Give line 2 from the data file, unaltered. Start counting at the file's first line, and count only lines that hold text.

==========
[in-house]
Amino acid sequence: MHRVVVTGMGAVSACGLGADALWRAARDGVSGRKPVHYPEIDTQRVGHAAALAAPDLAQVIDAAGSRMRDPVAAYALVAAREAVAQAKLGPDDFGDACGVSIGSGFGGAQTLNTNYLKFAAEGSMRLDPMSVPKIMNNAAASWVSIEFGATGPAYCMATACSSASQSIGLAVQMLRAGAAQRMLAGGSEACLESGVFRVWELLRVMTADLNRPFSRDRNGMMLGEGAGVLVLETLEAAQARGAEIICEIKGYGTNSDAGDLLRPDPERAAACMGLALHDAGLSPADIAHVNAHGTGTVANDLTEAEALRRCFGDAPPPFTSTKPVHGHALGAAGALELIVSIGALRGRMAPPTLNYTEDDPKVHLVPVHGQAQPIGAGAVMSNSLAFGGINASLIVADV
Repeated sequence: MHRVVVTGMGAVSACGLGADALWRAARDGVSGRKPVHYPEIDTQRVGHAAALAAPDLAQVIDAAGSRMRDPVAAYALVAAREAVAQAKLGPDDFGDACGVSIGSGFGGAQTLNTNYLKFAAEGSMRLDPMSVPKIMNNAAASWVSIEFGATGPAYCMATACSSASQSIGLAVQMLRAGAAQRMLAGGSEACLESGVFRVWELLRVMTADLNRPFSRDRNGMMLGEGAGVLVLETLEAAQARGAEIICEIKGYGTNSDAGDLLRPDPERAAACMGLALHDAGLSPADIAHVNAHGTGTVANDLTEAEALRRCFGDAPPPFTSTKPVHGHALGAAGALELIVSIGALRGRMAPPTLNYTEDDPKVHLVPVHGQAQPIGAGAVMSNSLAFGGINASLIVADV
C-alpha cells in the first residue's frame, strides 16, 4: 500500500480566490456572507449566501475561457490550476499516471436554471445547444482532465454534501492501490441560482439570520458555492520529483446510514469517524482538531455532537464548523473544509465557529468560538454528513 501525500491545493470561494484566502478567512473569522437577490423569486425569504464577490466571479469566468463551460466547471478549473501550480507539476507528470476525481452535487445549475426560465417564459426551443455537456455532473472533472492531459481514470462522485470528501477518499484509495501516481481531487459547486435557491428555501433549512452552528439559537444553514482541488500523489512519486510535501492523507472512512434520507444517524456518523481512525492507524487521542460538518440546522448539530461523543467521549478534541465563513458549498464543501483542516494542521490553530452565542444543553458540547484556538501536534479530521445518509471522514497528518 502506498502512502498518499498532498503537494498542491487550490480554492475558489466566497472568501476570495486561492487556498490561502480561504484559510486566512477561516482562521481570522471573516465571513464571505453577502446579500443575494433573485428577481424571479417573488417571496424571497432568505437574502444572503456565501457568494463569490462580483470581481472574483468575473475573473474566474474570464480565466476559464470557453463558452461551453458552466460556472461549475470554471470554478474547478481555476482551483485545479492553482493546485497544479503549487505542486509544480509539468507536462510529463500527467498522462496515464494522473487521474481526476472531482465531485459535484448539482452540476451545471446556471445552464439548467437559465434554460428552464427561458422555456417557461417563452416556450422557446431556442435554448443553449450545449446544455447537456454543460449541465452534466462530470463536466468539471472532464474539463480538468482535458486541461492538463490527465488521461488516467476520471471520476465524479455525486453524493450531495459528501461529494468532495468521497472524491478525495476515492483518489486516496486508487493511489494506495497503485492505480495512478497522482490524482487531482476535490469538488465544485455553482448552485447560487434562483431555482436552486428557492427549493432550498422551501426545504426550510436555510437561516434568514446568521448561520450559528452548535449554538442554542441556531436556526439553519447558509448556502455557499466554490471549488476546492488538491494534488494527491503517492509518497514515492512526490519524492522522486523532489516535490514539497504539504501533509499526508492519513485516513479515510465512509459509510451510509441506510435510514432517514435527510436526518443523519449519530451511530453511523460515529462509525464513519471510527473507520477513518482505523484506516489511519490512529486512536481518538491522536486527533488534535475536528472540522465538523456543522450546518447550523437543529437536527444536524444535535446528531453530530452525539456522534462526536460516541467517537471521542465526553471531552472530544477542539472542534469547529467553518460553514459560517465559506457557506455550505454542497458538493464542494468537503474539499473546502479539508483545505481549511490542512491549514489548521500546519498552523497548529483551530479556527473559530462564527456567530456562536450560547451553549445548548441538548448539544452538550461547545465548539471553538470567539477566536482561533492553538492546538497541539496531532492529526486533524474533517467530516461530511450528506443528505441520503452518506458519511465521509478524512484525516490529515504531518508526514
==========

Amino acid sequence: MHRVVVTGMGAVSACGLGADALWRAARDGVSGRKPVHYPEIDTQRVGHAAALAAPDLAQVIDAAGSRMRDPVAAYALVAAREAVAQAKLGPDDFGDACGVSIGSGFGGAQTLNTNYLKFAAEGSMRLDPMSVPKIMNNAAASWVSIEFGATGPAYCMATACSSASQSIGLAVQMLRAGAAQRMLAGGSEACLESGVFRVWELLRVMTADLNRPFSRDRNGMMLGEGAGVLVLETLEAAQARGAEIICEIKGYGTNSDAGDLLRPDPERAAACMGLALHDAGLSPADIAHVNAHGTGTVANDLTEAEALRRCFGDAPPPFTSTKPVHGHALGAAGALELIVSIGALRGRMAPPTLNYTEDDPKVHLVPVHGQAQPIGAGAVMSNSLAFGGINASLIVADV